Rhoda Goldman Plaza Lobby

Falls Prevention Awareness DayThursday, September 22, is the first day of fall—and also Falls Prevention Awareness Day. The National Council on Aging initiated this program in 2008. This year’s theme is “Ready, Steady, Balance.” We will be celebrating this important day with a variety of special programs. Please check the calendar for a list of events. Dining Services has joined in and will have a special “first day of fall” menu to make the day memorable.

Falls are a major risk for older adults; many RGP residents can attest to how difficult it is to recover from a fall, which can result in lasting pain, difficulty ambulating, and loss of independence. Statistics from the Centers for Disease Control and Prevention (CDC) show that one in five falls causes a serious injury (such as broken bones or head injuries) and 2.5 million older adults are treated in emergency rooms for fall injuries. Rather than treat the damage caused by a fall, we want to prevent falls. Like Benjamin Franklin said, “An ounce of prevention is worth a pound of cure.”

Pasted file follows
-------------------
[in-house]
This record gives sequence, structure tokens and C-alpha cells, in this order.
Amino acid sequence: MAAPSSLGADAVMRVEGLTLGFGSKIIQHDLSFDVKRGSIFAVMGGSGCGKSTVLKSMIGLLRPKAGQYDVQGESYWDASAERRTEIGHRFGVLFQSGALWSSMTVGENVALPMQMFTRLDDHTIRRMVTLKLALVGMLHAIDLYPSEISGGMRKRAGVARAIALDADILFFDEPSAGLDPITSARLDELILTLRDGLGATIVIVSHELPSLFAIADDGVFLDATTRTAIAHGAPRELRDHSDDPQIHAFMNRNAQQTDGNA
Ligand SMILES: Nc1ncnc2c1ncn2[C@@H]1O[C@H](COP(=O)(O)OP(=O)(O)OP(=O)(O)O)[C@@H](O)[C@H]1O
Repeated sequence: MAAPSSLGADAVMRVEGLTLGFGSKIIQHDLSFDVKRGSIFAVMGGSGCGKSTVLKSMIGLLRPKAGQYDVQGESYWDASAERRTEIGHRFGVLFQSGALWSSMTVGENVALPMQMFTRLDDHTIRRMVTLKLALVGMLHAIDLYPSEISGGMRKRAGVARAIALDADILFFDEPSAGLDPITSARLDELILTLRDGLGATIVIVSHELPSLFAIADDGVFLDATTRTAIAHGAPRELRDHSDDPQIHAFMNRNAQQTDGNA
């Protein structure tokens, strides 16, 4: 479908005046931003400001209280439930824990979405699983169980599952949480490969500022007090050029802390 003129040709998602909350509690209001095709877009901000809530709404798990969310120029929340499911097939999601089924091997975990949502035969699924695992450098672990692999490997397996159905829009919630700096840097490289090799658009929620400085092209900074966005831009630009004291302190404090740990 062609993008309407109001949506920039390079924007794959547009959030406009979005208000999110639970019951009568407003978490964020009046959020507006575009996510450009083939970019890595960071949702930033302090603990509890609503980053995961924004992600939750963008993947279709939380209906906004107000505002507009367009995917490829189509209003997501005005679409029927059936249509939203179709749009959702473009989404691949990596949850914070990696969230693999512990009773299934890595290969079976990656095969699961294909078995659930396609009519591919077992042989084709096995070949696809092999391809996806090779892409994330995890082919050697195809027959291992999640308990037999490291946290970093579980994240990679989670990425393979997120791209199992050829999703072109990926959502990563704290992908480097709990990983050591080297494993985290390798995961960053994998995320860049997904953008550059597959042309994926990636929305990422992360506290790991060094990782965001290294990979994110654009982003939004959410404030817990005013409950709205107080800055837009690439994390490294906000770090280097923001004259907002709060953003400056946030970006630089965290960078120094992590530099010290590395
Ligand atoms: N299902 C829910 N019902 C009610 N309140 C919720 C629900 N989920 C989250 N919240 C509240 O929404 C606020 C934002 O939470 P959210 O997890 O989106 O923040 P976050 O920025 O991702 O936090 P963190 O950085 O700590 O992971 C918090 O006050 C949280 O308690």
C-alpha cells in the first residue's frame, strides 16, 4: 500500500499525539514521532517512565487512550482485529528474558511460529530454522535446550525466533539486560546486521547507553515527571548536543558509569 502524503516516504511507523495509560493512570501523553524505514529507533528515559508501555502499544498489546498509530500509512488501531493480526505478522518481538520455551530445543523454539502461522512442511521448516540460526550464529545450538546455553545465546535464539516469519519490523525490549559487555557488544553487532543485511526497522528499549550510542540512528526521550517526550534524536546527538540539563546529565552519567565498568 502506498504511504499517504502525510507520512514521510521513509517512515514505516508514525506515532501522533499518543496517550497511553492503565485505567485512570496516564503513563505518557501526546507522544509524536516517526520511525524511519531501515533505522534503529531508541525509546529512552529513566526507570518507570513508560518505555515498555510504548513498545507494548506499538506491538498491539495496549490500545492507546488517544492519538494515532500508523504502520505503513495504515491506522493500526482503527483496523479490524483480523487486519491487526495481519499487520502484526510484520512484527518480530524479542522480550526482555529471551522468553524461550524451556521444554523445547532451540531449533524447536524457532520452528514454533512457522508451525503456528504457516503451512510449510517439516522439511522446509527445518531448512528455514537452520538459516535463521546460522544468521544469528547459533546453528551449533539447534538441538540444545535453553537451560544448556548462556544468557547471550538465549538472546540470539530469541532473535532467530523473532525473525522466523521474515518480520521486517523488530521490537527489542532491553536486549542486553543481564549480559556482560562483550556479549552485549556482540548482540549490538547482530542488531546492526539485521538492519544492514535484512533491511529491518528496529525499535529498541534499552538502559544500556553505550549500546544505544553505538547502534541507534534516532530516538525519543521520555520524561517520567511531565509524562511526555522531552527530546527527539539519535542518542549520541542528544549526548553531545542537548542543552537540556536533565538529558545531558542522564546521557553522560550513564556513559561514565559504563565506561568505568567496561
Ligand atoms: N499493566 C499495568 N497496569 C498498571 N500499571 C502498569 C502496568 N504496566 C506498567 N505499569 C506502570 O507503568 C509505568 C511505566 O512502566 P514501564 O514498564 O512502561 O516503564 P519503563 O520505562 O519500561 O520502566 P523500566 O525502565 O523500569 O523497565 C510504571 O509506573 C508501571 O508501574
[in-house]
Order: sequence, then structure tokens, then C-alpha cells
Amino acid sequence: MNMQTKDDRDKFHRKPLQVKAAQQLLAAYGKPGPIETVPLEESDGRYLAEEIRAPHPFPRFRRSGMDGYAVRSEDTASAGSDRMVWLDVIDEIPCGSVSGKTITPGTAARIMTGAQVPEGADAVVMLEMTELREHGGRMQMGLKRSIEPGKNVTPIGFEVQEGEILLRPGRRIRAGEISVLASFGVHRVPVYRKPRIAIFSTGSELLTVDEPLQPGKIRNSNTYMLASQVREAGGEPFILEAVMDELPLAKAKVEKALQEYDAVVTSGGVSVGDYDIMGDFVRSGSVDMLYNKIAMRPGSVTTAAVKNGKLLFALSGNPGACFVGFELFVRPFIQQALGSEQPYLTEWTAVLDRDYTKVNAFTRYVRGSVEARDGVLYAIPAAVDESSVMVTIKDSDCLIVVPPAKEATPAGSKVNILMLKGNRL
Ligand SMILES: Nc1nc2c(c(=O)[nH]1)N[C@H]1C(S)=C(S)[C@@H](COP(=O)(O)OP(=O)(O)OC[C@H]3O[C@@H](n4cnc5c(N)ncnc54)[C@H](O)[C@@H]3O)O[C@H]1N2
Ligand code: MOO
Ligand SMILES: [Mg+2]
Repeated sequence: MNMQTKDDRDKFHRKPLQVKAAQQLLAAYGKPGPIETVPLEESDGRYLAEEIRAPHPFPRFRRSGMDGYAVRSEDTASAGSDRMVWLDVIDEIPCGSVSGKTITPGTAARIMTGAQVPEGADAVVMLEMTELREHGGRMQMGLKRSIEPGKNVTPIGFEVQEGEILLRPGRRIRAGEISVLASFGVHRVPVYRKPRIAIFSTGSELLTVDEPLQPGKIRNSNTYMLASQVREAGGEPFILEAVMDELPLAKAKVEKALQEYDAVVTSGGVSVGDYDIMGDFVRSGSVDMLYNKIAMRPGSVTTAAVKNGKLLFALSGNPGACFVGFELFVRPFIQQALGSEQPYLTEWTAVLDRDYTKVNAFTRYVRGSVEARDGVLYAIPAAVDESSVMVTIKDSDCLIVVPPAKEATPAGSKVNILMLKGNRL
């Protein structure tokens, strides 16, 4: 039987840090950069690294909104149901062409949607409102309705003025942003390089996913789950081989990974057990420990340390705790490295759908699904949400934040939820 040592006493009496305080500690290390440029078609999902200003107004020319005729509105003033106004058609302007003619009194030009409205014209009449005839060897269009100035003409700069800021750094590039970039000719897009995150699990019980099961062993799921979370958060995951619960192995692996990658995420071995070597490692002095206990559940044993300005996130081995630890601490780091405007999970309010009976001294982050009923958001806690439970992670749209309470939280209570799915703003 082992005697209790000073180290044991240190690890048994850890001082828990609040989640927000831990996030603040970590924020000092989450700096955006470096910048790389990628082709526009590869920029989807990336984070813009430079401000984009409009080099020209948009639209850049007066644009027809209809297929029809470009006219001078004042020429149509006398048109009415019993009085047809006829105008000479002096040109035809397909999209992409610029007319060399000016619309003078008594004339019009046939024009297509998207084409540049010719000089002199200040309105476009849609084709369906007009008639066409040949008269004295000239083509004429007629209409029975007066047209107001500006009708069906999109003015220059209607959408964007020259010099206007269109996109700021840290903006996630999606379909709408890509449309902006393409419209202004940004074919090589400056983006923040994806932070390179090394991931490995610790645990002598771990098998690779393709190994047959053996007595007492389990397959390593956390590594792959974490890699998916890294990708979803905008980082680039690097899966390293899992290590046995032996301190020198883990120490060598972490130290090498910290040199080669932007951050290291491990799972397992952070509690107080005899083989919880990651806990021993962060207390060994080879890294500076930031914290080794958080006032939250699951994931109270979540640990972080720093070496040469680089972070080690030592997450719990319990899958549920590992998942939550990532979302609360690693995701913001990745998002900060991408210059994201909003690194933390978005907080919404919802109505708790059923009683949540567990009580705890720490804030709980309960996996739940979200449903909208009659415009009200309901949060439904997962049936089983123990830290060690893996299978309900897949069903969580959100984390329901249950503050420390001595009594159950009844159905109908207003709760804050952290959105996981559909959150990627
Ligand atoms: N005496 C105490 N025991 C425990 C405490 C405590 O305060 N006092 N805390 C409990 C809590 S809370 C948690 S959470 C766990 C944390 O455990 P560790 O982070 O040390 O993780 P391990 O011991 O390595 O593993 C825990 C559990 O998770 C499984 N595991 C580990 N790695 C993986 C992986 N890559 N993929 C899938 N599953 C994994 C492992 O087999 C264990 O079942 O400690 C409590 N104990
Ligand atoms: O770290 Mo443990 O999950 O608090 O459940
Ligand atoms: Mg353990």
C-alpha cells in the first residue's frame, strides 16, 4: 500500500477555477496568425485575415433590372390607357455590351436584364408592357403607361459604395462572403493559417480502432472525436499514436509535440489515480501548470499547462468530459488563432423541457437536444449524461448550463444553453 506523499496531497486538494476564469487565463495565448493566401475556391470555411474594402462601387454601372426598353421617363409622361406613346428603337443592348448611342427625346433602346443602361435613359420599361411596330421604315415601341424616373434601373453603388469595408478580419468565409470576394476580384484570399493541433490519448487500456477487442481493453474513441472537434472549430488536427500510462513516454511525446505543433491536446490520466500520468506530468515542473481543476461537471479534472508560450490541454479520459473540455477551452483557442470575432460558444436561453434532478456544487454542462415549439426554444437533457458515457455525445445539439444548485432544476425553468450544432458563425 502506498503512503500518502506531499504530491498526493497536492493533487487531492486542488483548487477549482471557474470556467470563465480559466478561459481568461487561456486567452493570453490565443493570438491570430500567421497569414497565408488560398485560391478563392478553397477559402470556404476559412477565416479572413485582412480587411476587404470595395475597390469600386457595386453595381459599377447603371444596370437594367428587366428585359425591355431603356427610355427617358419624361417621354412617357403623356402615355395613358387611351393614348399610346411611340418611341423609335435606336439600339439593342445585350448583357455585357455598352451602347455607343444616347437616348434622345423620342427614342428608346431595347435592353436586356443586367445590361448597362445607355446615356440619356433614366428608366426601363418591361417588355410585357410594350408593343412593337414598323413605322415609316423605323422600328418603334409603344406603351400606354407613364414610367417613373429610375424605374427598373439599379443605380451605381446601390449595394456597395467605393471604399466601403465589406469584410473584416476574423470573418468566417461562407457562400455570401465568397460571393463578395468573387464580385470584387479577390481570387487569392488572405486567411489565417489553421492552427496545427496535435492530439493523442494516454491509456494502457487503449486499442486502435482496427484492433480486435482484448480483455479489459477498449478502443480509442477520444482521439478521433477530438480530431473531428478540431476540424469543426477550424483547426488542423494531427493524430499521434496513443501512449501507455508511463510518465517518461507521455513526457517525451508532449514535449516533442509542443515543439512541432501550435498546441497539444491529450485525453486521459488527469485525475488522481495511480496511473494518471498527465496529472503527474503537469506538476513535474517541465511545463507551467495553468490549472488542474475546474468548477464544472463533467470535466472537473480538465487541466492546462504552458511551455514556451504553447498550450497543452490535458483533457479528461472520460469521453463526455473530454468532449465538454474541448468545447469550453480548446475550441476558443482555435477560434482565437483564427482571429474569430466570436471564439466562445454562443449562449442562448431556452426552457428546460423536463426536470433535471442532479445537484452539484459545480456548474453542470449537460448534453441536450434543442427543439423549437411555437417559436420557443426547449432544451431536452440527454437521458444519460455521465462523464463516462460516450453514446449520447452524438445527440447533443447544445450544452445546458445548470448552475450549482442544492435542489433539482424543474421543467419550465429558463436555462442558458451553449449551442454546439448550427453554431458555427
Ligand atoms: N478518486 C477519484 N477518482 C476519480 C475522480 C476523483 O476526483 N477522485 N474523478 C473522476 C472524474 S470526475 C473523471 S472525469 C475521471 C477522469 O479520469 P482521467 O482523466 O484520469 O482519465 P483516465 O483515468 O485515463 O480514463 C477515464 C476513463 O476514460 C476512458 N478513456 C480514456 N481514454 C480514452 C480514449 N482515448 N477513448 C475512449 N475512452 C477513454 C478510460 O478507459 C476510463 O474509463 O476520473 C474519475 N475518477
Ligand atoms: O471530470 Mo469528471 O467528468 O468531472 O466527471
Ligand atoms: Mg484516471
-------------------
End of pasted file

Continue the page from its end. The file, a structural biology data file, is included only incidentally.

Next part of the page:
RGP is providing a pound of prevention by regularly offering a variety of exercises and special classes to prevent falls. Every Monday and Wednesday, during Open Gym, trainers provide specific exercises to prevent falls. We are also bringing in a new Tai Chi instructor because this exercise is exceptionally effective in promoting balance.

Fall prevention is an ongoing effort, requiring awareness and exercise, so we’re making fall prevention a year-round topic of conversation. To this end, we are encouraging input from residents on how to prevent falls. Residents can submit their suggestions, ideas, and advice for preventing falls in the suggestion box, located by the mailboxes. We are soliciting your ideas on the following:

  • What is your advice for preventing falls?
  • What types of exercise do you like best?
  • What do you do to improve balance?
  • How do you keep your balance in your room?
  • What do you do when feeling dizzy?

Your suggestions and input from Health Services can help make 2016 a fall-free year.